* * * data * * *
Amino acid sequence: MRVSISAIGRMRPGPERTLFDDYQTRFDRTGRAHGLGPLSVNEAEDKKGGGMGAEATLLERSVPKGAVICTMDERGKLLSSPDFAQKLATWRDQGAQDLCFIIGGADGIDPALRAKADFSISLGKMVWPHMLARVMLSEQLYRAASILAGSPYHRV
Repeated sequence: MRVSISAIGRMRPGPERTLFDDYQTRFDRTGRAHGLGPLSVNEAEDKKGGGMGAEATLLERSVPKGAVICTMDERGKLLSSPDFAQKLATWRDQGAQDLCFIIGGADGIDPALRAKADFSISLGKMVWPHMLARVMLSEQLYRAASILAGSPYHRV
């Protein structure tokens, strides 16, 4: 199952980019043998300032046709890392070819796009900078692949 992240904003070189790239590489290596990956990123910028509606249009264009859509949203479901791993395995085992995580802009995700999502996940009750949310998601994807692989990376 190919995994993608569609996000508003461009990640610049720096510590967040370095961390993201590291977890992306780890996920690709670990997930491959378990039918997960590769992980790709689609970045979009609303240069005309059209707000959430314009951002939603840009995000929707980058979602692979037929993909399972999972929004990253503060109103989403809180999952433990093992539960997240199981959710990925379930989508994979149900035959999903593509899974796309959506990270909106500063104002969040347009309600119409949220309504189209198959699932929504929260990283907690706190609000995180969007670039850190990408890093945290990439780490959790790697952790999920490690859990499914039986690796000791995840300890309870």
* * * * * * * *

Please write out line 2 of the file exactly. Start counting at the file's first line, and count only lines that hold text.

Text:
Repeated sequence: MRVSISAIGRMRPGPERTLFDDYQTRFDRTGRAHGLGPLSVNEAEDKKGGGMGAEATLLERSVPKGAVICTMDERGKLLSSPDFAQKLATWRDQGAQDLCFIIGGADGIDPALRAKADFSISLGKMVWPHMLARVMLSEQLYRAASILAGSPYHRV